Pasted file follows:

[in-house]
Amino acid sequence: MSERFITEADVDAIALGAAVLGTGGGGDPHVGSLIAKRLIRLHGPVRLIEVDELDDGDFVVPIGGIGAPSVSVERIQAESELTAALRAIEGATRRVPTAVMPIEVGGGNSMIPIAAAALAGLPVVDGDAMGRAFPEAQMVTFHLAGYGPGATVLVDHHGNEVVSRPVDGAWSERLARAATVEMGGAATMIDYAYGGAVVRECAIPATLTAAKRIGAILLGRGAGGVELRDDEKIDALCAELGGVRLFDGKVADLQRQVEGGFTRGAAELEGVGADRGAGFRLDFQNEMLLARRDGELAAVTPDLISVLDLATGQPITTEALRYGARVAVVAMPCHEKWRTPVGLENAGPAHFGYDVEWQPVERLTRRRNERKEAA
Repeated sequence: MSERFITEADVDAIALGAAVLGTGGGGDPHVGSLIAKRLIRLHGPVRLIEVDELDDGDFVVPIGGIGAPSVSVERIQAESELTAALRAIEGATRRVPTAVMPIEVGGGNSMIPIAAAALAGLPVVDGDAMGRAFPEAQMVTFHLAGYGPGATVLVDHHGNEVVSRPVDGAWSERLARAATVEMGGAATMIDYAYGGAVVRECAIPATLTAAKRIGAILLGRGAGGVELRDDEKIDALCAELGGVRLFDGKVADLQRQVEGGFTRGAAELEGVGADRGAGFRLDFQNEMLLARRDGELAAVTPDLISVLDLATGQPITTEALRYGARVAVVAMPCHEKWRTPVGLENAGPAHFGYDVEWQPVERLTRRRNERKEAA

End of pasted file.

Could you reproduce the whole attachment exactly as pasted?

[in-house]
Amino acid sequence: MSERFITEADVDAIALGAAVLGTGGGGDPHVGSLIAKRLIRLHGPVRLIEVDELDDGDFVVPIGGIGAPSVSVERIQAESELTAALRAIEGATRRVPTAVMPIEVGGGNSMIPIAAAALAGLPVVDGDAMGRAFPEAQMVTFHLAGYGPGATVLVDHHGNEVVSRPVDGAWSERLARAATVEMGGAATMIDYAYGGAVVRECAIPATLTAAKRIGAILLGRGAGGVELRDDEKIDALCAELGGVRLFDGKVADLQRQVEGGFTRGAAELEGVGADRGAGFRLDFQNEMLLARRDGELAAVTPDLISVLDLATGQPITTEALRYGARVAVVAMPCHEKWRTPVGLENAGPAHFGYDVEWQPVERLTRRRNERKEAA
Repeated sequence: MSERFITEADVDAIALGAAVLGTGGGGDPHVGSLIAKRLIRLHGPVRLIEVDELDDGDFVVPIGGIGAPSVSVERIQAESELTAALRAIEGATRRVPTAVMPIEVGGGNSMIPIAAAALAGLPVVDGDAMGRAFPEAQMVTFHLAGYGPGATVLVDHHGNEVVSRPVDGAWSERLARAATVEMGGAATMIDYAYGGAVVRECAIPATLTAAKRIGAILLGRGAGGVELRDDEKIDALCAELGGVRLFDGKVADLQRQVEGGFTRGAAELEGVGADRGAGFRLDFQNEMLLARRDGELAAVTPDLISVLDLATGQPITTEALRYGARVAVVAMPCHEKWRTPVGLENAGPAHFGYDVEWQPVERLTRRRNERKEAA